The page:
Cel­list Steven Isserlis shows guts in Bach

The Washington Post Sunday - - MUSIC - — Charles T. Downey style@wash­post.com Downey is a free­lance writer.

Cel­list Steven Isserlis plays on gut strings rather than the stan­dard con­tem­po­rary me­tal ones, a pref­er­ence that lim­its his dy­namic range at the loud end of the spec­trum, but to which he re­mains de­voted. The sound of gut strings has a “more hu­man qual­ity,” he said dur­ing a con­cert at Wolf Trap in 2013. Al­though he is not known prin­ci­pally for his­tor­i­cally in­formed per­for­mance (HIP), he does col­lab­o­rate with early mu­sic en­sem­bles and spe­cial­ists, like the fortepi­anist Robert Levin, with whom he will play Beethoven’s cello sonatas at the Kennedy Cen­ter on Oct. 29.

An­other ex­am­ple is his new disc with harp­si­chordist Richard Egarr, the first record­ing Isserlis has made with that in­stru­ment. The fo­cus is the three sonatas Bach des­ig­nated for vi­ola da gamba and harp­si­chord ob­bli­gato (BWV 1027 to 1029), pieces that have been played by cel­lists for a long time. The ap­proach here is nei­ther mod­ern­iz­ing nor HIP-ob­sessed. Since Bach him­self adapted at least one of th­ese pieces from his own trio sonata (now num­bered as BWV 1039), the ver­sions for vi­ola da gamba and harp­si­chord seem de­signed to en­cour­age adap­ta­tion to other in­stru­ments.

What­ever the record­ing’s his­tor­i­cal mer­its, Isserlis moves even fur­ther into an in­tro­spec­tive ex­plo­ration of his beau­ti­ful, voice­like tone, mak­ing the cantabile slow move­ments a par­tic­u­lar de­light. The fi­nal track, an ar­range­ment of Bach’s cho­rale pre­lude “Ich ruf’ zu dir, Herr Jesu Christ,” from the “Orgel­büch­lein,” shows off Isserlis’s ar­dent legato in an in­tensely prayer­like way. Isserlis is oc­ca­sion­ally im­pa­tient with the fast move­ments, rush­ing the pace slightly, the only place where his tone can de­volve into an un­seemly growl now and again.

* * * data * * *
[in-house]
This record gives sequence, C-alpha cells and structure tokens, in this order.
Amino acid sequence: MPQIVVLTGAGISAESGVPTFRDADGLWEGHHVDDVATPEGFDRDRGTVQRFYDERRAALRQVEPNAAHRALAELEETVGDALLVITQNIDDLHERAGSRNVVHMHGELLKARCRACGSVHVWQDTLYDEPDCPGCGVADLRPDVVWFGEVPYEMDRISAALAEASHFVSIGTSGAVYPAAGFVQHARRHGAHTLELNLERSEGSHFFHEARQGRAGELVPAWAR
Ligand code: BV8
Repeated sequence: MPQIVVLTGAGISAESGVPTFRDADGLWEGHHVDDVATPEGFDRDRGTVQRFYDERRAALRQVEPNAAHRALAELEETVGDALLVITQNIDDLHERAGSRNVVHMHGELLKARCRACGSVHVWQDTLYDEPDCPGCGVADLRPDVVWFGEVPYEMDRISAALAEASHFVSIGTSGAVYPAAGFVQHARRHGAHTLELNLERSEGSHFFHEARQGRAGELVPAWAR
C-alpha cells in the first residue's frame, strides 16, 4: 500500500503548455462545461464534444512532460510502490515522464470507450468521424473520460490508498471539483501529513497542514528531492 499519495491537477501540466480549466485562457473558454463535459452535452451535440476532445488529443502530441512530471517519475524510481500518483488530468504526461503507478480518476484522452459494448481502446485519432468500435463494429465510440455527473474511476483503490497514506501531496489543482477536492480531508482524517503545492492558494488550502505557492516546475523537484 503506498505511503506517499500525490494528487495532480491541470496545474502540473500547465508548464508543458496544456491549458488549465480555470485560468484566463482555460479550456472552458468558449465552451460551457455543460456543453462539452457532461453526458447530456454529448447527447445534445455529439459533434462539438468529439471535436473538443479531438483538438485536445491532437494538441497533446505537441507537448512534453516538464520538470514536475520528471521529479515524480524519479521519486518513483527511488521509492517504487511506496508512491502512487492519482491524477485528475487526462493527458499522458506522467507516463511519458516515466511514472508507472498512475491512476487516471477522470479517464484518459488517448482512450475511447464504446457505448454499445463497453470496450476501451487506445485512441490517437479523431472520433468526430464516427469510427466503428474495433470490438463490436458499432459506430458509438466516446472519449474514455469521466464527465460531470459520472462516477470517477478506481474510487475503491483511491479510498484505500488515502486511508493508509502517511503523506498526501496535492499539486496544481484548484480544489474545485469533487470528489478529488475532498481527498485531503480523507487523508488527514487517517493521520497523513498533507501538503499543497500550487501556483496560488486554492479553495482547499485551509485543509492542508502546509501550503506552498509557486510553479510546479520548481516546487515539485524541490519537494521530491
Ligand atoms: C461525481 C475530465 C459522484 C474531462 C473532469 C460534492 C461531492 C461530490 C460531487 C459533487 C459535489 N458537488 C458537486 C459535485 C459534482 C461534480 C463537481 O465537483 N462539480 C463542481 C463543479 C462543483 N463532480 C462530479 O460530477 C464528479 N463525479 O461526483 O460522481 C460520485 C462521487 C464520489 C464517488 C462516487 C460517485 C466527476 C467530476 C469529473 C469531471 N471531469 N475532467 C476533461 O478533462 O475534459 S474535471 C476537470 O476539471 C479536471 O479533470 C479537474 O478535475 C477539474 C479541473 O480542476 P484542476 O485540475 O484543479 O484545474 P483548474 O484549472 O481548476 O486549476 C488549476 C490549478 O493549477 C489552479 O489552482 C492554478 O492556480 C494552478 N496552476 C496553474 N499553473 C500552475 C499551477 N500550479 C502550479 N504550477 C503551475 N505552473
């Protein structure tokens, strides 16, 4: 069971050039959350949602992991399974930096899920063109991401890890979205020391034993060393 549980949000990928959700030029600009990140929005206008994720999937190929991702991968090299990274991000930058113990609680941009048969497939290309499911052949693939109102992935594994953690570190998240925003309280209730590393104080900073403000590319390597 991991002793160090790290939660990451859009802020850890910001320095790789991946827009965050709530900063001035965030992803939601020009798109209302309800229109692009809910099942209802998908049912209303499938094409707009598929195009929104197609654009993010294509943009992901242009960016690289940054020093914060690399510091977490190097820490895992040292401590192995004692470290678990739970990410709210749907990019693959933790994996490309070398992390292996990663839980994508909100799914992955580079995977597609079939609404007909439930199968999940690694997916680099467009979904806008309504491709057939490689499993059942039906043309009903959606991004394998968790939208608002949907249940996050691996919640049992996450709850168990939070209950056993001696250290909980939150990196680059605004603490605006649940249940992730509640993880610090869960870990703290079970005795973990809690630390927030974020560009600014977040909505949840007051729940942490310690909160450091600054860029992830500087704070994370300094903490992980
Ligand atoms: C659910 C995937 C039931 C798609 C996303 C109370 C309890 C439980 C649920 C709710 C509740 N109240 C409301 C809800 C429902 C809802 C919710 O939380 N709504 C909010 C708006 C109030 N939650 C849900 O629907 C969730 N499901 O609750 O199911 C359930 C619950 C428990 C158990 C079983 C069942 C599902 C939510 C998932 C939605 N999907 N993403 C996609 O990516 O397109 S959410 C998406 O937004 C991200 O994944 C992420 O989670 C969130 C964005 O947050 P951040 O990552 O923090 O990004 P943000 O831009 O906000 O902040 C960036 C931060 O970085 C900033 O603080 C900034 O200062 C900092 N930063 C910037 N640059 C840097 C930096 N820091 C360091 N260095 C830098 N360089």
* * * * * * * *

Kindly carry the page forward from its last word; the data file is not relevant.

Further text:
Isserlis is not es­pe­cially con­cerned with his­tor­i­cal au­then­tic­ity in any case. He has adapted the other works on this disc from vi­o­lin sonatas by Domenico Scar­latti and Han­del, play­ing the main melody him­self with a sec­ond cel­list, Robin Michael, on the con­tinuo part. In a rather twee book­let es­say, Isserlis ad­dresses his de­ci­sion to re­peat a sec­tion of the last move­ment of the Scar­latti by ad­mit­ting that there is no ev­i­dence either to sup­port or to counter it. That re­peat sets off the charm­ing dance in the mid­dle, high­lighted by Egarr’s use of a soft, lute-like stop on the harp­si­chord. As Isserlis puts it, “it just seems to work,” and in­deed it does.

BACH HAN­DEL SCAR­LATTI, GAMBA SONATAS Steven Isserlis and Richard Egarr

LOUIS MOREAU GOTTSCHALK: A NIGHT IN THE TROP­ICS Steven Mayer

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